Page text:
DDaniel Cohen, Mar, 2015

Judgments in Texas can be renewed, so the issue may very well not go away after 10 years. 

You will need to consult with a lawyer to see if it is possible to prove what the dceased wife did and if too much time has lapsed to make any claim at all. It is best not to delay when issues like this arise, so speaking with a lawyer as soon as the two of you became aware of the judgment in 2013 would have been advisable.

JJulie Sullivan, Apr, 2014
Hi Bill, I posted here 3 years ago about a judgment in VA and I'm a SC resident. Since then I hired another attorney who specializes in debt collection. She was unable to settle the debt. They refused to negotiate at all. Recently they called my cell phone and sent me a letter. If they knew I had legal representation, shouldn't they contact my lawyer? Lastly, the original debt, including attorney fees, was around $4500. Now the debt is over $9000 due to the 18% interest awarded in the default judgment. Since they won't settle, can I send them the original debt plus 9% interest, the current allowable interest rate for settlement debt in VA, and write on the cashier's check, that the amount being paid is for the original judgment plus 9% interest? That way if they try to domesticate the judgment in SC, they will only be suing me for interest. I'm concerned if I send them anything, they will apply it only to interest and still continue to go after me for more money. Please advise. Thanks!
BBill Admin, Apr, 2014
Welcome back.

These are great questions for your lawyer. In general, we do not recommend Restrictive Check Endorsements for the reason we discuss on the page just mentioned.

Since your last posting, we added pages outlining Virginia Collection Laws and South Carolina Collection Laws, which you may find helpful.
EErik Black, Sep, 2012
Hi. I got served for medical debt. I asked for and was provided validation of the debt. I now have court date. Can I still settle before going to court? Thanks or your time and assistance.
BBill Admin, Sep, 2012
Courts look favorably on out-of-court settlement as a way to resolve a dispute between parties. If both sides are reasonable in their negotiations, an out-of-court settlement often results in a better solution than a court's decision. You have nothing to lose by negotiating.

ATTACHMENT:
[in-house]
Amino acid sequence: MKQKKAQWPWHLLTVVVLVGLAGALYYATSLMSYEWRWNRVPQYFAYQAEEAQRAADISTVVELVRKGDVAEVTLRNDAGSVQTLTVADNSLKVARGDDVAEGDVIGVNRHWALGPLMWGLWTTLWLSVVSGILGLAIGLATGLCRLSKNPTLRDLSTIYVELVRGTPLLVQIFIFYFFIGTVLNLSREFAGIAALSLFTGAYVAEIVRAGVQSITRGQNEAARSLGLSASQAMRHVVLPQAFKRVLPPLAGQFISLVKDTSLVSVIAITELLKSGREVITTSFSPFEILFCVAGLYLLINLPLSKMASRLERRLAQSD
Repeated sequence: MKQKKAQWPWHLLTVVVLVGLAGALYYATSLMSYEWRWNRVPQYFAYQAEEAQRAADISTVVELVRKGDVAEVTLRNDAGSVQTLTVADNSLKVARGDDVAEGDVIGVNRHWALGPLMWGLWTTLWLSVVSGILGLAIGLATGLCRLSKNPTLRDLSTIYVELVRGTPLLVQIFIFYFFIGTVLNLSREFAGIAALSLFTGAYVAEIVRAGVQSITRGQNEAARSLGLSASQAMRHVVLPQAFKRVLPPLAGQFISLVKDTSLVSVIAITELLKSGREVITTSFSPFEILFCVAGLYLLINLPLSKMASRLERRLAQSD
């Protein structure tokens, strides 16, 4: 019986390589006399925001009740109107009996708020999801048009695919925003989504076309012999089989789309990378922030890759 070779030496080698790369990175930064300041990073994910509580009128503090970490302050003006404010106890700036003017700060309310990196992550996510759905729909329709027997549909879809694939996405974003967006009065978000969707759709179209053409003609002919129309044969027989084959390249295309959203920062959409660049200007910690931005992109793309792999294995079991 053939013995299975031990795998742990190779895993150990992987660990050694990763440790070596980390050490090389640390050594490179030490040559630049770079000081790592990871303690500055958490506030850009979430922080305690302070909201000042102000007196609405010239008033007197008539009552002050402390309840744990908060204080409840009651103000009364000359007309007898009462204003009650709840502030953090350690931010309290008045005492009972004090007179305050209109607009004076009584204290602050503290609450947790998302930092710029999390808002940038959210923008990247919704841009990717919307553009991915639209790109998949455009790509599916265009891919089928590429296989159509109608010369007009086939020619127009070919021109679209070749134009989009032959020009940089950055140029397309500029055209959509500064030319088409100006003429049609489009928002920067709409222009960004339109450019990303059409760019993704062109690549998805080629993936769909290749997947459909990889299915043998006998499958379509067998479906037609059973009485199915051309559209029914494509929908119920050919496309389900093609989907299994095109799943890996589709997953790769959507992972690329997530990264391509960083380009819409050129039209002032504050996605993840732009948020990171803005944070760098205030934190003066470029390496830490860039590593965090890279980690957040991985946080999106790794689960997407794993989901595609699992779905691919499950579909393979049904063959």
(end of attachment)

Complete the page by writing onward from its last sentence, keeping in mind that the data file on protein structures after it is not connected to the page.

mm poore, Aug, 2012
After applying for a mortgage, I found out that I had a judgment against a college credit card. Judgment is from Jan 08. I called about the debt, principle of 4900, total with interest 18K. Is it unwise to call and offer a cash settlement or seek legal council first?
BBill Admin, Aug, 2012
No choice you make in this matter is free from potential harm. If you do nothing, you won't qualify for the mortgage. If you contact the judgment-holder, it is possible that they will not accept a settlement offer and pursue collections through a wage garnishment or bank levy. Contacting them may wake a sleeping dog.

Make sure to check your state's laws for how much interest can accrue post-judgment. Each state sets a limit on the interest rate a judgment-holder can charge. It seems to me that your debt should not have nearly quadrupled in just four years time.
AAlice L, Apr, 2012
While trying to get qualified for a home loan, I found out that my husband had a court judgment against him filed in Nevada. The date on the credit report says it was decided in 2008. He hasn't been contacted by the creditor in at least three years, and I'm wondering if we should even try to contact them. He is not even sure what it was for, although it probably was for student loans. The statute of limitations for a judgment in Nevada is 10 years, and the last correspondence he received about it was in 2005. Is it worth it to try to pay it or just let it ride and hope it eventually goes away. His wages have never been garnished, and we've put the home search on hold for a couple years. Also, I know the creditor can access bank accounts, but can they access bank security boxes? And we can't just put the assets in my name because Nevada is a community property state. I've thought about consulting an attorney. Thoughts?
BBill Admin, Apr, 2012
If you contact your husband's judgment-creditor, there is a risk that collections could accelerate. If you can "let it ride" and still qualify for the mortgage, that seems best. If you can't qualify for the mortgage, while the judgment is not satisfied, then you have to pay or settle the debt or postpone qualifying for the mortgage.

Creditors may not be aware of safety deposit boxes. If you have to make a declaration of all your property, you may have to include information about the contents of the safety deposit box.

If you decide that you need to contact the creditor, I think that consulting with an attorney about how best to structure your assets is a great idea, especially given the fact that you're in a community property state.